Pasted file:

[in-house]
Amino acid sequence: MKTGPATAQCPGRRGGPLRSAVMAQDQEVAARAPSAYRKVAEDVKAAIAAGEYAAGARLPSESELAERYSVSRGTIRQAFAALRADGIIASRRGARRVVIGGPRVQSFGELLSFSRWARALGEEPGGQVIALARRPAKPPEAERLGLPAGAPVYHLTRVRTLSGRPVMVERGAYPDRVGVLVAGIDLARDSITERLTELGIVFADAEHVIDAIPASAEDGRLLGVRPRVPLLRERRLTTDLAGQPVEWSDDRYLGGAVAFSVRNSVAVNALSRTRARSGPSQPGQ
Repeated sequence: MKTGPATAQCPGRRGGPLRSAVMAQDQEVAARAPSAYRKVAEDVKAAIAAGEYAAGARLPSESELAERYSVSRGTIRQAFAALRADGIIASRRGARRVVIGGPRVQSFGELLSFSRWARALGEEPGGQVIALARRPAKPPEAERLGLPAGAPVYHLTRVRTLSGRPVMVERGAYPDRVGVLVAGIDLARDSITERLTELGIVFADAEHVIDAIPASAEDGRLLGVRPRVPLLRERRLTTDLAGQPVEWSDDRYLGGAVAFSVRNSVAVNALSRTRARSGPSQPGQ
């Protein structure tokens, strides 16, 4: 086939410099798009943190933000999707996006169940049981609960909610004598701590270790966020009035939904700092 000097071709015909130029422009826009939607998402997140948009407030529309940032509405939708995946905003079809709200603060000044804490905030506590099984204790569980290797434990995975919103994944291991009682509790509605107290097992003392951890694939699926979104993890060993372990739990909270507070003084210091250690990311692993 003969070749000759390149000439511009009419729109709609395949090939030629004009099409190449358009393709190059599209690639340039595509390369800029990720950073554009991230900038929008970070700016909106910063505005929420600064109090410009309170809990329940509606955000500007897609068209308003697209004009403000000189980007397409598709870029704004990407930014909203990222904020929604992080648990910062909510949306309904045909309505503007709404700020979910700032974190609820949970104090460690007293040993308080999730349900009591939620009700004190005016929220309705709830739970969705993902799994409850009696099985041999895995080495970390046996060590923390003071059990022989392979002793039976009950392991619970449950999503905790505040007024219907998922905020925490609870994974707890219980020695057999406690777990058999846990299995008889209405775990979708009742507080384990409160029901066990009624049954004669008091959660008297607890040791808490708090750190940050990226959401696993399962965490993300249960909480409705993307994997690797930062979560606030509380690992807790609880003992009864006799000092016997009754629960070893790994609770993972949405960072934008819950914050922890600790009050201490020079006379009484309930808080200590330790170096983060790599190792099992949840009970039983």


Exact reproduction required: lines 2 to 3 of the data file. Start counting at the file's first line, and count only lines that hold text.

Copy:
Amino acid sequence: MKTGPATAQCPGRRGGPLRSAVMAQDQEVAARAPSAYRKVAEDVKAAIAAGEYAAGARLPSESELAERYSVSRGTIRQAFAALRADGIIASRRGARRVVIGGPRVQSFGELLSFSRWARALGEEPGGQVIALARRPAKPPEAERLGLPAGAPVYHLTRVRTLSGRPVMVERGAYPDRVGVLVAGIDLARDSITERLTELGIVFADAEHVIDAIPASAEDGRLLGVRPRVPLLRERRLTTDLAGQPVEWSDDRYLGGAVAFSVRNSVAVNALSRTRARSGPSQPGQ
Repeated sequence: MKTGPATAQCPGRRGGPLRSAVMAQDQEVAARAPSAYRKVAEDVKAAIAAGEYAAGARLPSESELAERYSVSRGTIRQAFAALRADGIIASRRGARRVVIGGPRVQSFGELLSFSRWARALGEEPGGQVIALARRPAKPPEAERLGLPAGAPVYHLTRVRTLSGRPVMVERGAYPDRVGVLVAGIDLARDSITERLTELGIVFADAEHVIDAIPASAEDGRLLGVRPRVPLLRERRLTTDLAGQPVEWSDDRYLGGAVAFSVRNSVAVNALSRTRARSGPSQPGQ